The MCHAT (Modified Checklist for Autism in Toddlers) was developed as a Level 1 screening tool for autism/PDD to be given to all children at their 18-24 month pediatric visit. Physicians do not need to be on hand as the parent fills out the checklist. Children who fail the MCHAT should be given a followup phone interview before referral for diagnostic evaluation. The MCHAT relies on parent reports of current skills and behaviors rather than the physician's observation of the child.
The checklist is composed of the first 9 items from the CHAT and 21 new items that were designed to broaden the checklist symptoms to include a greater number of children with PDDs and compensate for the elimination of the home health visitor's observations in the original CHAT.1
The MCHAT (Modified Checklist for Autism in Toddlers) was developed to be a screening tool for autism/PDD at for 18-24 month children in the United States. It could be thought of as a version of the CHAT , which was validated for use in Britain, for the United States medical system. In contrast to the CHAT, which has a section that is filled out by a home health visitor observer,the MCHAT is meant to be completely answered by parents/guardians.1
After an additional followup study into CHAT showed that specific items on the CHAT were key indicators of early signs of autism.2 These questions concerned protodeclarative pointing (pointing at an object of interest), gaze monitoring, and pretend play.
Pediatricians should recommend further evaluation when either two of the six critical items or any of three total items are failed. Scoring criteria are available online at http://www2.gsu.edu/~psydlr/Diana_L._Robins,_Ph.D..html.
Since the MCHAT relies on parent observations, it is possible that parents who are poor observers or judges of their child's behavior may answer questions inaccurately or with much difficulty. Thus, if the clinician has concerns about the child's development. further diagnostic evaluation should be recommended for autism/PDD regardless of scores on the MCHAT.1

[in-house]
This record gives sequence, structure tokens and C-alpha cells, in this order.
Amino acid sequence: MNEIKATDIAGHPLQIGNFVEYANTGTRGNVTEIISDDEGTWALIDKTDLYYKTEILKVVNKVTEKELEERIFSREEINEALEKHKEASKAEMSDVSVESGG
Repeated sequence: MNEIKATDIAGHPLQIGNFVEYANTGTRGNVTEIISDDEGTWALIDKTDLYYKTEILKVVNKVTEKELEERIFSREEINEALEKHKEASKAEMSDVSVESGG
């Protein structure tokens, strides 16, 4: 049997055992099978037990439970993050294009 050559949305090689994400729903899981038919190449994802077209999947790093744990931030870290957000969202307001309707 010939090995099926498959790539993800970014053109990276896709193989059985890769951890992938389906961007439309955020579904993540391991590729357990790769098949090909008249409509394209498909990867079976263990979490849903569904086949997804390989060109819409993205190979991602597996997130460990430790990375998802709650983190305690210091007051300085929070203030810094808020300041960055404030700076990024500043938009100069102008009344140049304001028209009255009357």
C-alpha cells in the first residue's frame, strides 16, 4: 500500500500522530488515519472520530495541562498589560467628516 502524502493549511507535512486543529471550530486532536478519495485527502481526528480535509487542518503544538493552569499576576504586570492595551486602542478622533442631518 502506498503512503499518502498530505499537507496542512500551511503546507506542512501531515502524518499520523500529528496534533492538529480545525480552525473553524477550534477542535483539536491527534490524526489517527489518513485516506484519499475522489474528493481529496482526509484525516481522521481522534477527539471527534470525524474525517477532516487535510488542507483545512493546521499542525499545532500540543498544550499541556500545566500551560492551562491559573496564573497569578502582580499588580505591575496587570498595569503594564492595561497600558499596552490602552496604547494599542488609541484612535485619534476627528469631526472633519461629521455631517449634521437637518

Psychometrics (validity and reliability)
Reliability in the initial study introducing the development of the MCHAT was reported using Cronback's alpha for the 22 item checklist and the subset of 6 items which were found to be the best discriminators of children diagnosed with ASD.
Internal reliability for the entire checklist was α=0.85 and α=0.83 for the 6 item subset.
The positive predictive value (PPV), which is the rate at which the children that fail the MCHAT are positively identified as having autism/PDDs through a diagnostic evaluation was PPV=0.058. However, when the followup interview for the MCHAT is conducted in combination with the MCHAT checklist, the PPV=0.57, a moderately high score. Thus, conducting the followup interview is recommended to reduce the number of false positives. While the false positive rate is high, many of the false positives display other types of developmental disabilities and should be treated.3
1.Robins, DL et. al. The Modified Checklist for Autism in Toddlers: an initial study investigating the early detection of autism and pervasive developmental disorders. J Autism Dev Disord. 2001 Apr;31(2):131-44. PMID 11450812
2. Baron-Cohen, S. et. al. Psychological markers in the detection of autism in infancy in a large population. Br J Psychiatry. 1996 Feb;168(2):158-63 PMID 8837904
3. Robins, DL.Screening for autism spectrum disorders in primary care settings.Autism. 2008 Sep;12(5):537-56. PMID 18805946
- Indicators (dependent variables, conditions, or contrasts; measurement variables used for analysis) associated with this task (vote or nominate by editing this page):
Failure of any 2 of 6 critical items or 3 overall.
- Closely related pages (vote or nominate related pages by editing this page):
Other Screening tools
- Primary Species